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Nuclear de novo thymidylate biosynthesis complex formation and computational modeling

dc.contributor.authorLan, Xu
dc.contributor.chairStover, Patrick J.
dc.contributor.committeeMemberSchimenti, John C.
dc.contributor.committeeMemberWeiss, Robert S.
dc.contributor.committeeMemberLei, Xingen
dc.contributor.committeeMemberGu, Zhenglong
dc.date.accessioned2021-03-12T17:40:45Z
dc.date.available2022-08-28T06:00:22Z
dc.date.issued2020-08
dc.description163 pages
dc.description.abstractFolate-mediated one-carbon metabolism (FOCM) consists of a network of metabolic pathways connected through the common use of folate derivatives that carry and donate one-carbon (1C) units for de novo biosynthesis of purines and thymidylate (dTMP or deoxythymidine monophosphate), and homocysteine remethylation. Impairments in FOCM are associated with common pathologies, including neural tube defects (NTDs), neurodegenerations, and cancer, but the causal mechanisms are not established. This dissertation research investigated the nutritional, biochemical and genetic factors that regulate FOCM, with a focus on de novo thymidylate biosynthesis pathway. Regulation of the partitioning of folate cofactors among FOCM pathways is essential to address metabolic needs that fluctuate through cell cycle progression. The first objective aimed to summarize the evidence for temporal regulation of expression, activity and cellular localization of enzymes and pathways in the FOCM network in mammalian cells through the cell cycle. The second objective sought to investigate the structure of the nuclear de novo thymidylate synthesis multienzyme complex and the nature of the protein-protein interactions. Multiple SUMO1 modification sites were identified on enzymes of the de novo dTMP biosynthesis pathway by mass spectrometry (MS) analysis. Further experiments are needed characterize the protein-protein interactions within the complex. Computational modeling is useful to access the complexity of FOCM network and guide the design of biological experiments. The third objective aimed to extend the current FOCM model to include the nuclear compartment. The model confirms that accounting for the kinetic effects of nuclear multienzyme complex formation and substrate channeling is essential for the functioning of de novo dTMP synthesis. The fourth objective sought to investigate the unique requirement for glycine for C2C12 myoblasts proliferation. Glycine contributed 1C units to FOCM and de novo thymidylate biosynthesis. However, formate, hypoxanthine or thymidine supplementation failed to rescue the growth of C2C12 myoblasts under glycine depletion, suggesting that generating 1C units is not the primary mechanism by which glycine supports C2C12 myoblasts proliferation.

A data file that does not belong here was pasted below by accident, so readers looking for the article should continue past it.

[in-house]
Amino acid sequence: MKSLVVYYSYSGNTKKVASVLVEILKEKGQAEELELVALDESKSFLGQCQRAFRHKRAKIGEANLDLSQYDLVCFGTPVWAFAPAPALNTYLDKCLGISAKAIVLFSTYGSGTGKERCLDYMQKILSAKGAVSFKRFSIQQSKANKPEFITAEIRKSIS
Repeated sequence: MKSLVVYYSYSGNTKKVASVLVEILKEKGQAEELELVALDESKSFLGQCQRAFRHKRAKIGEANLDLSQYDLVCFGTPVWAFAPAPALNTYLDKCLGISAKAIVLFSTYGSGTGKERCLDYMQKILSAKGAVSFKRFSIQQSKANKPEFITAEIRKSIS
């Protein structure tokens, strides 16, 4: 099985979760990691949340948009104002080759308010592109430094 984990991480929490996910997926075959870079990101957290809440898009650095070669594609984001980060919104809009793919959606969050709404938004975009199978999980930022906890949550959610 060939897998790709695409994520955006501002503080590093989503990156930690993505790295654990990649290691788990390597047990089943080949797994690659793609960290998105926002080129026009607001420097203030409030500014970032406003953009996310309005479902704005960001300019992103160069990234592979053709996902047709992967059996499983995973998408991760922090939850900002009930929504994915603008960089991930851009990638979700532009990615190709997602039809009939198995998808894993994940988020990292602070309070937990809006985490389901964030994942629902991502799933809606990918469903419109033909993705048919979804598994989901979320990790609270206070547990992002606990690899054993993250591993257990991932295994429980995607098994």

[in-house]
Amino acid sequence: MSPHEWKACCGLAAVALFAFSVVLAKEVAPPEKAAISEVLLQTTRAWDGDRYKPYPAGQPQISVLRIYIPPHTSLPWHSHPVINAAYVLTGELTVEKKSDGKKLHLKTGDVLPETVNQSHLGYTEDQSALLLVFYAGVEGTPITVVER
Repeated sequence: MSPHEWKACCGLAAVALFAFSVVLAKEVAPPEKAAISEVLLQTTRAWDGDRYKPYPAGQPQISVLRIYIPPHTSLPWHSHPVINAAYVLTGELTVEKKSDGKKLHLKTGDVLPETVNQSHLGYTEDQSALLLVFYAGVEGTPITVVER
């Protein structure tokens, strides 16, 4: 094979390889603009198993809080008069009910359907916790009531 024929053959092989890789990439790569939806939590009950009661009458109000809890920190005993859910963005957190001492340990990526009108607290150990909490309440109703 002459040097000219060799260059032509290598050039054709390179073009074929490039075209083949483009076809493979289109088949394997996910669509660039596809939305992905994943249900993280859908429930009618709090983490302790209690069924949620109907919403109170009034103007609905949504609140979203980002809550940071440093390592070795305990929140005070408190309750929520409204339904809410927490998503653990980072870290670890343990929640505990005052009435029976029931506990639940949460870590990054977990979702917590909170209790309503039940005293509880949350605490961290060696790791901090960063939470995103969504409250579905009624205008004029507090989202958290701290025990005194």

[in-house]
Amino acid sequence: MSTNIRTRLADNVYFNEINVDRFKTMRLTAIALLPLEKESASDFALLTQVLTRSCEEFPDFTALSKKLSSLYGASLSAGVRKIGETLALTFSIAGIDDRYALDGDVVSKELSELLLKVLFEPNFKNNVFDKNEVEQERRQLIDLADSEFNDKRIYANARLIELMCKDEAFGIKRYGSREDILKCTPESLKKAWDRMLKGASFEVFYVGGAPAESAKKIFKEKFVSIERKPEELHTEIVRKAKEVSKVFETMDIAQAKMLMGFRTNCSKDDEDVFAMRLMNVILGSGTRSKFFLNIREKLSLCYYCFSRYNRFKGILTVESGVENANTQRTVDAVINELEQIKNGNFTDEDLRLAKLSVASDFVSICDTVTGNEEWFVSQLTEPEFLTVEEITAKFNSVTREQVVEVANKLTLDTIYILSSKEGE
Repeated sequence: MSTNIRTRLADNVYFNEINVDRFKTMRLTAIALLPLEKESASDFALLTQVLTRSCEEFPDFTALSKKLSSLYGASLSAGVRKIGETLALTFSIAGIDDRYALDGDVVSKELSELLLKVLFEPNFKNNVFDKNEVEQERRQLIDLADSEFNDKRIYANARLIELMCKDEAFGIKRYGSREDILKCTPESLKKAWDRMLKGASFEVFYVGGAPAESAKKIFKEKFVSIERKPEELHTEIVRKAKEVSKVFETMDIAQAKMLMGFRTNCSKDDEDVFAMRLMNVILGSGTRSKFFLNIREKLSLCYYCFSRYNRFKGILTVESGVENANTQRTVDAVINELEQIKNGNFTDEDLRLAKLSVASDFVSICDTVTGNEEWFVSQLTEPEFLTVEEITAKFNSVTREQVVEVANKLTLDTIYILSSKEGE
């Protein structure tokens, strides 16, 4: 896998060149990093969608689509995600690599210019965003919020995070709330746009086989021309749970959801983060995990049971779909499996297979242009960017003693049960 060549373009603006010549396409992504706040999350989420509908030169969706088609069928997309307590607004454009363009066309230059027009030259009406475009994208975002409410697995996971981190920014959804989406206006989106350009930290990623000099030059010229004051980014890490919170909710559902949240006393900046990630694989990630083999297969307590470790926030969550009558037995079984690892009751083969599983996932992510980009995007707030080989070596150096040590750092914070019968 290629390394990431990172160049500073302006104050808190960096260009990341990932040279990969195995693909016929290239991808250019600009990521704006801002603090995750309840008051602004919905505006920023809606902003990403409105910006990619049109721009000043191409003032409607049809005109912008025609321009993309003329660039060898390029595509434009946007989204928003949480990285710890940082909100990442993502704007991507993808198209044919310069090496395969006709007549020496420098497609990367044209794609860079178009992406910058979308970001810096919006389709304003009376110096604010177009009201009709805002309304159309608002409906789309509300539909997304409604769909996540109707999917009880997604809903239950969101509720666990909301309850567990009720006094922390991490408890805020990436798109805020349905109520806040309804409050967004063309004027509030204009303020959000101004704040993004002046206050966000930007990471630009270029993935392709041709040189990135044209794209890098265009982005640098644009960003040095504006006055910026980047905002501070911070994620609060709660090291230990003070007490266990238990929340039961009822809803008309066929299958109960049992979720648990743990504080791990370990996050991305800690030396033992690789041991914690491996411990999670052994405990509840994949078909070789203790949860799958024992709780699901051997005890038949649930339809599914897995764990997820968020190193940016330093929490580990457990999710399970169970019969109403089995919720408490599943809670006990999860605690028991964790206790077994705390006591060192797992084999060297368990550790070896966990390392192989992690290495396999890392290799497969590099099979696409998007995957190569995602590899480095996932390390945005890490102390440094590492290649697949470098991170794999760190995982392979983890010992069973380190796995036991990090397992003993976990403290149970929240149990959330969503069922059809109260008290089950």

dc.identifier.doihttps://doi.org/10.7298/1sfj-zv20
dc.identifier.otherLan_cornellgrad_0058F_12134
dc.identifier.otherhttp://dissertations.umi.com/cornellgrad:12134
dc.identifier.urihttps://hdl.handle.net/1813/103009
dc.language.isoen
dc.subjectFolate metabolism
dc.subjectThymidylate synthesis
dc.titleNuclear de novo thymidylate biosynthesis complex formation and computational modeling
dc.typedissertation or thesis
dcterms.licensehttps://hdl.handle.net/1813/59810
thesis.degree.disciplineNutrition
thesis.degree.grantorCornell University
thesis.degree.levelDoctor of Philosophy
thesis.degree.namePh. D., Nutrition

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